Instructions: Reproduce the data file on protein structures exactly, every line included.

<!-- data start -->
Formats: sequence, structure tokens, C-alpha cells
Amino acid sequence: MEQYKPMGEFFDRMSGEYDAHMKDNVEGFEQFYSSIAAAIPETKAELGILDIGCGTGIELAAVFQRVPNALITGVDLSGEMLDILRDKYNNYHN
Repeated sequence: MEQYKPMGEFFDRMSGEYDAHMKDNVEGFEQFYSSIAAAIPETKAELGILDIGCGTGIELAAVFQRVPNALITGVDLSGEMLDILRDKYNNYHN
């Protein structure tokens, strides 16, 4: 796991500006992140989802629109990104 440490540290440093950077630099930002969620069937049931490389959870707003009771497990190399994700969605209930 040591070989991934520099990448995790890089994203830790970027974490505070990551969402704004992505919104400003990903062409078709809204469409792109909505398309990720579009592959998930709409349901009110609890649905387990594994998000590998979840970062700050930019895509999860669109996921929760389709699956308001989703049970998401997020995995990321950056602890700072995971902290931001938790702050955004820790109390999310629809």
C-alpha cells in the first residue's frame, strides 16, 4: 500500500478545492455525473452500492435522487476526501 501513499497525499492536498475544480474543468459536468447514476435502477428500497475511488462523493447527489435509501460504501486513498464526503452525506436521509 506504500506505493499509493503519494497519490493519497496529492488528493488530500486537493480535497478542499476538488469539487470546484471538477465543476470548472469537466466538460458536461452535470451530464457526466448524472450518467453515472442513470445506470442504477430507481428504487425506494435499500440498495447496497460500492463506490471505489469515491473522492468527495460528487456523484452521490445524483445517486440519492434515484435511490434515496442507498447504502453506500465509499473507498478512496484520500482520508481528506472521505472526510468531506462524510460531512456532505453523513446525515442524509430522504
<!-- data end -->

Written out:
Formats: sequence, structure tokens, C-alpha cells
Amino acid sequence: MEQYKPMGEFFDRMSGEYDAHMKDNVEGFEQFYSSIAAAIPETKAELGILDIGCGTGIELAAVFQRVPNALITGVDLSGEMLDILRDKYNNYHN
Repeated sequence: MEQYKPMGEFFDRMSGEYDAHMKDNVEGFEQFYSSIAAAIPETKAELGILDIGCGTGIELAAVFQRVPNALITGVDLSGEMLDILRDKYNNYHN
């Protein structure tokens, strides 16, 4: 796991500006992140989802629109990104 440490540290440093950077630099930002969620069937049931490389959870707003009771497990190399994700969605209930 040591070989991934520099990448995790890089994203830790970027974490505070990551969402704004992505919104400003990903062409078709809204469409792109909505398309990720579009592959998930709409349901009110609890649905387990594994998000590998979840970062700050930019895509999860669109996921929760389709699956308001989703049970998401997020995995990321950056602890700072995971902290931001938790702050955004820790109390999310629809």
C-alpha cells in the first residue's frame, strides 16, 4: 500500500478545492455525473452500492435522487476526501 501513499497525499492536498475544480474543468459536468447514476435502477428500497475511488462523493447527489435509501460504501486513498464526503452525506436521509 506504500506505493499509493503519494497519490493519497496529492488528493488530500486537493480535497478542499476538488469539487470546484471538477465543476470548472469537466466538460458536461452535470451530464457526466448524472450518467453515472442513470445506470442504477430507481428504487425506494435499500440498495447496497460500492463506490471505489469515491473522492468527495460528487456523484452521490445524483445517486440519492434515484435511490434515496442507498447504502453506500465509499473507498478512496484520500482520508481528506472521505472526510468531506462524510460531512456532505453523513446525515442524509430522504